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Five significant ways Capcom got things wrong with Street Fighter 5

From input lag to rootkits, there have been some big bumps in the road

Posted by John 'Velociraptor' Guerrero • May 12, 2018 at 7:45 p.m. PDT • Comments: 287

A few days back we took at look at five of Capcom's biggest Street Fighter 5 successes, today we delve into the yin to that yang and examine five of the company's biggest SF5 failures.

The goal here isn't to simply throw dirt but instead to examine how far we've come, and perhaps to urge a little more action in avenues that could still use some polishing. Many of the issues listed below have been fixed either in part or in full, but it's good to recall the missteps of the past so as not to repeat them in future.

We've certainly seen more than just five hiccups during SF5's two year lifespan, and so I chose to divide things into a little bit broader of categories so as to sometimes encompass similar issues under singular banners.

Before we start I feel it's appropriate to note that Street Fighter 5 ultimately made it through its darkest days, which isn't a certainty even for a Capcom AAA fighting title. Also before we start I want to give a dishonorable mention to some of the game's visuals.

Ken's face and hair, Alex's "backwards" torso, Ibuki's awkward grin... these were some pretty distracting blunders that I didn't feel were the biggest of failures, (especially juxtaposing them with Marvel vs. Capcom: Infinite's visual issues) but we still got memes out of them and they've been plaguing the game's reputation for quite some time.

Without further ado let's dive into the five ways Capcom really got things wrong with Street Fighter 5.

The First Beta

While a select few of the community had the privilege of playing Street Fighter 5 at select major events, for the majority the premier online beta was their very first chance at the newest franchise title.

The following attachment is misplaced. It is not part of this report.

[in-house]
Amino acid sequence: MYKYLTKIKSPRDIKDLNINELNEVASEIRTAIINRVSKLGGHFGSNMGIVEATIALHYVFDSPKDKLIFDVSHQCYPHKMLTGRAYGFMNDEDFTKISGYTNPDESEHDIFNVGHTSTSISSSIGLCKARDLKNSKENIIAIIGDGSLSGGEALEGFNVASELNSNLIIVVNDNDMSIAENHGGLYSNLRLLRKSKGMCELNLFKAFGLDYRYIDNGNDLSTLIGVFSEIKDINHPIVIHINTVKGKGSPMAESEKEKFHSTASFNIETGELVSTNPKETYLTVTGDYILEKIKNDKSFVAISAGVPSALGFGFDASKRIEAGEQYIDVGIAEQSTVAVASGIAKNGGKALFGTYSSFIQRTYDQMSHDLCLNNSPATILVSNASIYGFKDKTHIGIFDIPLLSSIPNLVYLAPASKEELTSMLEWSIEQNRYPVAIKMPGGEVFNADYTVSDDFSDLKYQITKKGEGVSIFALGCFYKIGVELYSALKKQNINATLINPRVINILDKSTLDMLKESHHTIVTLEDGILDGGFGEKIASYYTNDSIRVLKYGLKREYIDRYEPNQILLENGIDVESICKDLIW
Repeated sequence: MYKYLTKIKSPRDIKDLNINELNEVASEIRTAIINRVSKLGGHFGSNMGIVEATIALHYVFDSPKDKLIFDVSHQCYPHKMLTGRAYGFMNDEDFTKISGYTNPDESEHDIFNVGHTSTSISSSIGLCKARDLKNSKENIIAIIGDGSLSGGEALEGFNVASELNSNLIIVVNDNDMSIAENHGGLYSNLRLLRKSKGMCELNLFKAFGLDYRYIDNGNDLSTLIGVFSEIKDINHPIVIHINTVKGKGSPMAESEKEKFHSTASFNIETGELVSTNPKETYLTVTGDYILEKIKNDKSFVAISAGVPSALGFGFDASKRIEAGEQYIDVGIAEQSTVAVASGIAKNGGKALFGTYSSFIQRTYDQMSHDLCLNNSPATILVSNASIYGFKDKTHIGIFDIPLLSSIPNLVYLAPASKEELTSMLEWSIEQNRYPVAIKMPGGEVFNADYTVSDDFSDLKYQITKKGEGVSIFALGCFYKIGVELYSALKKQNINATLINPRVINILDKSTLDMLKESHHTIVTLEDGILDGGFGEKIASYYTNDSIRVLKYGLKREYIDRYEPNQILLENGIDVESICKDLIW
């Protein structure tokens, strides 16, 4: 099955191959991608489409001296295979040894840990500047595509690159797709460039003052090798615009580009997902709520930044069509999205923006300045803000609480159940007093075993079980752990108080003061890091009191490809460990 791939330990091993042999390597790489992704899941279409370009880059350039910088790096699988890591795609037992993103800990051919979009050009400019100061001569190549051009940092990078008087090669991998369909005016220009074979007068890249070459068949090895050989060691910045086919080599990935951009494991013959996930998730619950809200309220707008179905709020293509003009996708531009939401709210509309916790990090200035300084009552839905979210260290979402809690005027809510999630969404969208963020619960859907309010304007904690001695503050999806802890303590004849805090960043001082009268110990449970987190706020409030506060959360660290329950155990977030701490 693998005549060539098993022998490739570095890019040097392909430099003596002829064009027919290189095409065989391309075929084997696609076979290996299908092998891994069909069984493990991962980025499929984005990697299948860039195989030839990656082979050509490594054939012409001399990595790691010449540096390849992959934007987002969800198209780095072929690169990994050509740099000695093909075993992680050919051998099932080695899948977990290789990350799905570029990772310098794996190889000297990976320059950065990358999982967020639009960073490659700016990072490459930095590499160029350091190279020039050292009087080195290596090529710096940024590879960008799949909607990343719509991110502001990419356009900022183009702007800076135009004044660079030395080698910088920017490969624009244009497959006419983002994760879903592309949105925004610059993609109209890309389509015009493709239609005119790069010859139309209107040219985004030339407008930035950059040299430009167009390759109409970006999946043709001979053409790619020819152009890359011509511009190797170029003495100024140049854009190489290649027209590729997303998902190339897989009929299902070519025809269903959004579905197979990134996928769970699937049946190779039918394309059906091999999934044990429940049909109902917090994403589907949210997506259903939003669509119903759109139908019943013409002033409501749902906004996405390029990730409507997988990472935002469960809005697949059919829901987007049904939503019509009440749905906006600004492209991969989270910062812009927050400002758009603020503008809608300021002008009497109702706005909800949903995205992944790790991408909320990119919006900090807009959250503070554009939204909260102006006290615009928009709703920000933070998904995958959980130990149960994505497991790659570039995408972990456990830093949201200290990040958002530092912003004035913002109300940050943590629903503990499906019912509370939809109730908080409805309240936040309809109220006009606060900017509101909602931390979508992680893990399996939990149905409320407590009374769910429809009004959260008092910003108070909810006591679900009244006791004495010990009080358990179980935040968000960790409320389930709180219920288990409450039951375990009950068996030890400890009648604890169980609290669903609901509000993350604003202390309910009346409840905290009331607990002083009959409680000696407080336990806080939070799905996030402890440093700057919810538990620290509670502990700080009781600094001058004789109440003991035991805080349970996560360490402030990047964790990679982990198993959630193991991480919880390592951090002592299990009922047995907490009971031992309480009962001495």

Street Fighter 4's overall success and boom had the FGC on a high note, excited to ride the wave of hype into an all new experience. July 23rd, 2015 was a date marked on so many calendars, but would go down as the first major stumbling block for SF5 as the beta start up time came and went, and almost none were able to actually play.

Greeted by the infamous 21007 error message over and over again, this was the first experience many had with the game at home.

Expectations for beta tests should be low, as their primary purpose is more about finding and working out bugs than anything else, but first impressions are important and the first run was totally botched.


Probably a result of Capcom wanting to get their newest fighting title out in time for a 2016 Pro Tour, Street Fighter 5 felt like little more than half a game at launch.

Lack of single player content, unregulated rage quitting online, horribly long wait times for ranked play... the list of quality of life issues stretched to the moon and back. While competitive players would mostly stick around (many begrudgingly so) it seemed casual gamers did not.

Street Fighter 5's initial launch was one of the worst in modern fighting games, missed its sales target by about 600,000 units and required a lot of tidying up to bring the game back into any semblance of favor with the community.

Yoshinori Ono would later acknowledge and apologize (coinciding for the announcement of Arcade Edition) for the game's earliest chapters, but this was only after a full year and a half of a very rocky road.

Eight Frames

Was it intentional? Was it unintentional? Either way Street Fighter 5's having eight frames of input lag was a bad look.

Once the it became common knowledge that it took eight sixtieths of a second for a button press to register and manifest on screen, it became probably the most brought up topic of discussion for the first year of the game's life.

Just about every conversation had about Street Fighter 5 would eventually devolve into a discussion about how bad the eight frames of lag were, and how they made the game next to unplayable.